Five-Star Fringe: “Echoes of Gallows Hill” by Astraeus Aerial Dance Theatre. Lyceum Theatre. Founded by a former California Ballet principal, Jennifer Curry Wingrove, Astraeus Aerial Dance Theatre made its Fringe Festival debut two years ago and picked up the Best of Fringe Award. This year, the company’s “Echoes of Gallows Hill,” is such a complete, satisfying work of art that I had to create a new category for it, “Five-Star Fringe.”
“Gallows Hill” “tells the story” of the Salem witch trials. However, unlike a number of 2017 Fringe shows I reviewed earlier, in which text and/or video delivers a didactic message, Wingrove mentions Salem—and the larger theme of marginalizing women—only in a brief program note. Onstage, she relies on the eloquence of moving bodies and impeccably chosen imagery.
Early Americana is evoked by an austerely beautiful set (designed by Derek Sander) with a wooden bench and, on either side, a fence and stalks of “wheat,” reminiscent of Martha Graham’s iconic “Appalachian Spring.” Dancer Kiona Daelyn created an atmospheric sound score, using American roots tunes like “Oh, Death” by Rising Appalachia, as well as eerie Cirque du Soleil-type music with wordless vocalizing.
Six women begin—in long skirts with aprons and white bonnets (designed by dancer Laura Dasi)—as a community. Then, one at a time, they break away from the others, shed their skirts, and find their own dances at the front of the stage, whether on silks, lyra (hoop), corde lisse (rope), trapeze, etc. Daelyn floats between two spansets as if in a private ecstasy; whereas Cecilia Marie, on a corde lisse, seems tormented by whispering voices. Whatever each woman experiences, there are black-garbed men ready to lead her away. The cast also includes Zoe Irvine and Molly Alghussain.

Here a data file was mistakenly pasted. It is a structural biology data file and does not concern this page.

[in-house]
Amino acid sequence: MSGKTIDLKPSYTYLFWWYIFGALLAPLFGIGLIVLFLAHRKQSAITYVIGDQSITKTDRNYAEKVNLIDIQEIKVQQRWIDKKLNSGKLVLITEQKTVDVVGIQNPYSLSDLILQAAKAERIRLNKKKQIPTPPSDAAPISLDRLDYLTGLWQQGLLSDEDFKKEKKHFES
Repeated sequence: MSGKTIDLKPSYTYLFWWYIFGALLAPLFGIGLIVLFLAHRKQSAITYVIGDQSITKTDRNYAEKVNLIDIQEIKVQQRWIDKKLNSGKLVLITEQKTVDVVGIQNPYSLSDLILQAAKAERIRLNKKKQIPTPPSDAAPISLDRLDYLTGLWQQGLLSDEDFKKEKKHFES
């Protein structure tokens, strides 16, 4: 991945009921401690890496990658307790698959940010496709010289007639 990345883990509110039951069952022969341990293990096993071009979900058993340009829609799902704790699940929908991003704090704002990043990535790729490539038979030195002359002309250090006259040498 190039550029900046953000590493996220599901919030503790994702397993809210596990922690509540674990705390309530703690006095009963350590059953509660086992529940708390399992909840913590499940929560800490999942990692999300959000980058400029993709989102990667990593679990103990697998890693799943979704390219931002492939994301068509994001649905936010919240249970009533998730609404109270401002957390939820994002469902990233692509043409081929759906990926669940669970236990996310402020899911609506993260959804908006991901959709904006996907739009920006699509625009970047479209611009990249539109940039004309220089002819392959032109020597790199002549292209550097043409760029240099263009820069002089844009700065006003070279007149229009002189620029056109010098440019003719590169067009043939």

Master aerialists, the Astraeus artists dazzle with backbends, splits, spins, hanging by a hand or the heels, and sudden drops. Further, they are dancers—both Wingrove and Dasi had major ballet careers—and there’s an exquisite clarity to the architecture they create in the air. Wingrove also choreographs interesting moves for the dancers behind whoever is featured on an apparatus. And when, in the finale, all six climb onto silks and move in unison, it’s sublime.
The bad news is, you have just one more chance to see this show—Saturday at 4 p.m.
Fringe Find: “Hip Hop Cabhooray” by Melissa Adao. The Geoffrey Off Broadway. Hip Hop Cabhooray is so fast-moving and fun that you probably won’t think about how ridiculously difficult it is to move twenty—20!—dancers around a small stage in a way that feels natural and easy. Whether Adao is featuring four men camping it up—”We men! We sweat! We dance!”—or she’s got most of the dancers onstage, taking turns soloing in the center of a semi-circle, this show flows.
Adao calls her style hip hop and urban, and each dancer brings his/her individual signature, as well. I caught robotic isolations, on-the-floor B-boying, a touch of twerking, and one man doing that hyper-mobile shoulder thing that’s painful to watch. Speaking of pain, my one gripe is the deafeningly amplified music.
A favorite moment: Someone brings a video camera onstage, establishing that we’re watching an in-the-moment video projection on the back wall. Then most of the dancers go out the door, the camera follows, and we see them swaggering down the sidewalk on First Avenue.
Showtimes are tonight at 9 p.m. and Sunday at 4 p.m.